By Scott Robertson
I’m not a big fan of common clichés. They have their place in polite conversation, of course. They’re great filler when neither party has much to say, but something needs to be said.
“Better late than never.”
“Easy come, easy go.”
“That’s what it’s all about.”
If I can’t be original, I prefer to at least pilfer something with a little wit. Aphorisms like Mark Twain’s “I’ve had a lot of worries in my life, most of which never happened,” or Henry David Thoreau’s “Success generally comes to those who are too busy to be looking for it,” delight me.
While overdependence on quotes eventually becomes just sort of verbal karaoke, I find having a catalogue of things wiser people have said to be informative to my handling of situations in everyday life. It is wisdom, after all.
But on the rare instance, a cliché can be of more value than the most sage of apothegms. Such was the instance as I sped (not the legal definition of speeding, of course; I always obey the traffic laws of our fair city) (ahem) up North State of Franklin toward my office one morning this week. I was late for work. My hair was still wet from the shower. My son had called the day before to let me know his apartment had flooded and he would need to move back in with us for a bit while the landlord dealt with the damage. An individual I had been working with on a project involving dozens of people had been demanding that the rest of us alter our schedules to fit her needs. And I had just “celebrated” my 49th birthday, thus entering what an older friend of mine referred to in his life as, “the first year I felt like I was in decline all year long.”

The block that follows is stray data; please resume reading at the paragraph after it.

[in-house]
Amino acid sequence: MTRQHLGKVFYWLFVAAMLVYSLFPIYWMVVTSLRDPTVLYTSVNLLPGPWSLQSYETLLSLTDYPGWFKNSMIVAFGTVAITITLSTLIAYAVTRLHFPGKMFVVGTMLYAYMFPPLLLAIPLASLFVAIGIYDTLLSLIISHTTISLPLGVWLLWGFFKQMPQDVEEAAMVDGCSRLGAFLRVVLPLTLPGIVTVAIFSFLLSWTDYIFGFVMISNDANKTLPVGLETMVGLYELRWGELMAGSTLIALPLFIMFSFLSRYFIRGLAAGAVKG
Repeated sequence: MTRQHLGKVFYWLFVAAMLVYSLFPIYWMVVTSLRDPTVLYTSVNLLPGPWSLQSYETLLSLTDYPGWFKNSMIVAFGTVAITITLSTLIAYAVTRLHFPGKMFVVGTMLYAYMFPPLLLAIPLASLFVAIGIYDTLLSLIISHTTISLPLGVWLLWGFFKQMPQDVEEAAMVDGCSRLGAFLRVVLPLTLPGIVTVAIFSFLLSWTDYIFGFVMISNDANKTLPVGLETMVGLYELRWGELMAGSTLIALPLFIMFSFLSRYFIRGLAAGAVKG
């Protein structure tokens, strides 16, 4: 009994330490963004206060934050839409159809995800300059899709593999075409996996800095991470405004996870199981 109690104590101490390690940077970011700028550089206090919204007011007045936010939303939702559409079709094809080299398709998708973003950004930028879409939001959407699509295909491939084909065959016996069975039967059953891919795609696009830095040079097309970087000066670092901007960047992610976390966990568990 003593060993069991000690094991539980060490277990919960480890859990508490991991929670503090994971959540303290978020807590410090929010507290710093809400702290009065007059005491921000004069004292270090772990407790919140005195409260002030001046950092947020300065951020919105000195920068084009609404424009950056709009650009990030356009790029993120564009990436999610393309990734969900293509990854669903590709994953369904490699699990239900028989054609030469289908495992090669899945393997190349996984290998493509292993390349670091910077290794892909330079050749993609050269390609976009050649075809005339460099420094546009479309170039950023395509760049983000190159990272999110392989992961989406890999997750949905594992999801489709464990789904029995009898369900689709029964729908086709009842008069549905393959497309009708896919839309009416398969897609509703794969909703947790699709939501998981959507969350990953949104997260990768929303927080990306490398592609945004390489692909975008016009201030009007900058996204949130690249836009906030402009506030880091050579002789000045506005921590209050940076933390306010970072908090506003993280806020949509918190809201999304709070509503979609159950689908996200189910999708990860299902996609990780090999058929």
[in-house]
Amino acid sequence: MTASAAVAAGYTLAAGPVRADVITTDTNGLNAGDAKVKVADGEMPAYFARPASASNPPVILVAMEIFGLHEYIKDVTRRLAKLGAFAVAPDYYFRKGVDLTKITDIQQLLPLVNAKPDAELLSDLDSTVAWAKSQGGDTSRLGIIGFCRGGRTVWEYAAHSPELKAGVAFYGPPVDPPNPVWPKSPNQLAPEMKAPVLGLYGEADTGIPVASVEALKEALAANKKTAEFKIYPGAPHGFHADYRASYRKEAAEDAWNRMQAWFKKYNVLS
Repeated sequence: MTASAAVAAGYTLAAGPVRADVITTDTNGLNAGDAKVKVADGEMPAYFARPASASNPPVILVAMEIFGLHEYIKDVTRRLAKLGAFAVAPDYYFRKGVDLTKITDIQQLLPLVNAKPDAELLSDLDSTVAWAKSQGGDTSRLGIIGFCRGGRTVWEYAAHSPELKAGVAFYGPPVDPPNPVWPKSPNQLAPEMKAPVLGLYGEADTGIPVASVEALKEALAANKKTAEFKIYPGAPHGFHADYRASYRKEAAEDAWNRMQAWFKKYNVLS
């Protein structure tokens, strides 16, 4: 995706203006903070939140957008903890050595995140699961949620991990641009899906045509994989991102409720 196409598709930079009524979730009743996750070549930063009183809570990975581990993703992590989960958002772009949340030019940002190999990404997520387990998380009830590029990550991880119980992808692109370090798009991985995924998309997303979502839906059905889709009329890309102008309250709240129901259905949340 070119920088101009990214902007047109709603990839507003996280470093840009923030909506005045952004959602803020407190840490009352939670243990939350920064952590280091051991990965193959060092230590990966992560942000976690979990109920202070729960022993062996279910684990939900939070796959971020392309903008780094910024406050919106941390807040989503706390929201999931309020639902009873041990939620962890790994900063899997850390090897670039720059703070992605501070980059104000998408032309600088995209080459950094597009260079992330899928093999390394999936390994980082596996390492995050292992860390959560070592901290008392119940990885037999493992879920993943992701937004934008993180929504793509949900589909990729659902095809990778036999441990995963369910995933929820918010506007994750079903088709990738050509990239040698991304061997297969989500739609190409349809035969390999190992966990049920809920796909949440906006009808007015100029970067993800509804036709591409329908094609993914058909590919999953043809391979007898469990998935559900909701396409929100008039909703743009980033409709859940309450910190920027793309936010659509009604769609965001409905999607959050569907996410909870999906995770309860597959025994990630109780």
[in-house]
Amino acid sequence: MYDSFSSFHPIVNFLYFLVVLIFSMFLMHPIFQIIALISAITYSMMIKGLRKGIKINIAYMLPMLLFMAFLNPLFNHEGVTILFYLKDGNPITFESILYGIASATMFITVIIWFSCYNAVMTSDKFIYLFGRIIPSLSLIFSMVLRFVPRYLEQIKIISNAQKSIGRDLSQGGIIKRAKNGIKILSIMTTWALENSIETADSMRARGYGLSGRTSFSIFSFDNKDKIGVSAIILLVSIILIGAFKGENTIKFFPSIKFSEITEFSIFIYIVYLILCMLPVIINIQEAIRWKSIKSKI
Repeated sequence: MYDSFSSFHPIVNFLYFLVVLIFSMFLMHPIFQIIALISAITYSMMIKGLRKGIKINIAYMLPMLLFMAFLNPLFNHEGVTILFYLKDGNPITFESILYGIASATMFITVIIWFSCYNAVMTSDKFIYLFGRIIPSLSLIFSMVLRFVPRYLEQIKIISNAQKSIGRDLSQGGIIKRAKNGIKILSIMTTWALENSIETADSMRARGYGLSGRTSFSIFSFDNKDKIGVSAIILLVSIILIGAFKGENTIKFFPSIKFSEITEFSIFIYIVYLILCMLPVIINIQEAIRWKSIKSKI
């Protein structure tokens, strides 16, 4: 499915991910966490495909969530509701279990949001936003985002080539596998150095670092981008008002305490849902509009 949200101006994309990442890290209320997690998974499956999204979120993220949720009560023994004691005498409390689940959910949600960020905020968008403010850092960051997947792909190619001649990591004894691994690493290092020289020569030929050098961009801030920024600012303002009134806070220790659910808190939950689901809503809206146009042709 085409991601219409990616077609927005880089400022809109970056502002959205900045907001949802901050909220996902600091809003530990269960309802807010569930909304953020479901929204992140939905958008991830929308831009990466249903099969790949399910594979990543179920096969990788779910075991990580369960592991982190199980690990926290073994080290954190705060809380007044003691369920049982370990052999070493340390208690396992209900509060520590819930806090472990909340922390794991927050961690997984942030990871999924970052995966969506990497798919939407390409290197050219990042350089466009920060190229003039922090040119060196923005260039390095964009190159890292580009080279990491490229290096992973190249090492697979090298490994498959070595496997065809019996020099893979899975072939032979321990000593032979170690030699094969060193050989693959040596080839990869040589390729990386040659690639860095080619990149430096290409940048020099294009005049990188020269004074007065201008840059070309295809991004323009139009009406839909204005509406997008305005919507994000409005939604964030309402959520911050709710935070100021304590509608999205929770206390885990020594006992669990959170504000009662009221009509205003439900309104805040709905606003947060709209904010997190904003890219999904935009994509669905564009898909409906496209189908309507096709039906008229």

It was in that sparkling mindset that I drove past the new Pal’s location at the corner of State of Franklin and Sunset. “ALWAYS,” its sign said, “LOOK FOR THE GOOD.” Normally my sarcastic side would have kicked in, but this day was different.
“Alright,” I thought, “Let’s put it to the test.”
I was late for work. Okay, my boss probably won’t fire me for that, at least this time, so I’m in a better situation than many folks. I’ll make up the time with interest and we’ll all be good. And to be fair, I really needed the extra sleep.
My son’s apartment had flooded. As disasters go, this was pretty tame. He was able to salvage everything of significant value and his landlord appears to be handling everything in a timely and honorable fashion. In addition, my son weathered his first real-life, out-of-his-parents’-house calamity. And we get to have him home for a little while. Welcome to being a grown-up, boyo.
Next, I’d been dealing with this individual who was certain her schedule was far more important than those of several other people. You know what? It may have been. She may have been doing good work that will, in the end, have far greater value than what we were all working on together. Fortunately, I have the flexibility to deal with her needs, so I should be grateful for that.
Then there’s the little matter of the 49th birthday. Obviously, I can be grateful to have not died yet. And while I wrote in this space three birthdays ago that I didn’t think I could ever declare myself to be young again, I’m not obligated to decline. Sure, my body is governed by the biophysics of aging, as is my mind. But changing how I act and think to fit my situation isn’t necessarily declining. In fact, it can and should be a time of continued growth. If I can no longer run wind sprints, I can repurpose myself for the long run.
What’s the key to being able to do that? ALWAYS LOOK FOR THE GOOD.
That’s what it’s all about.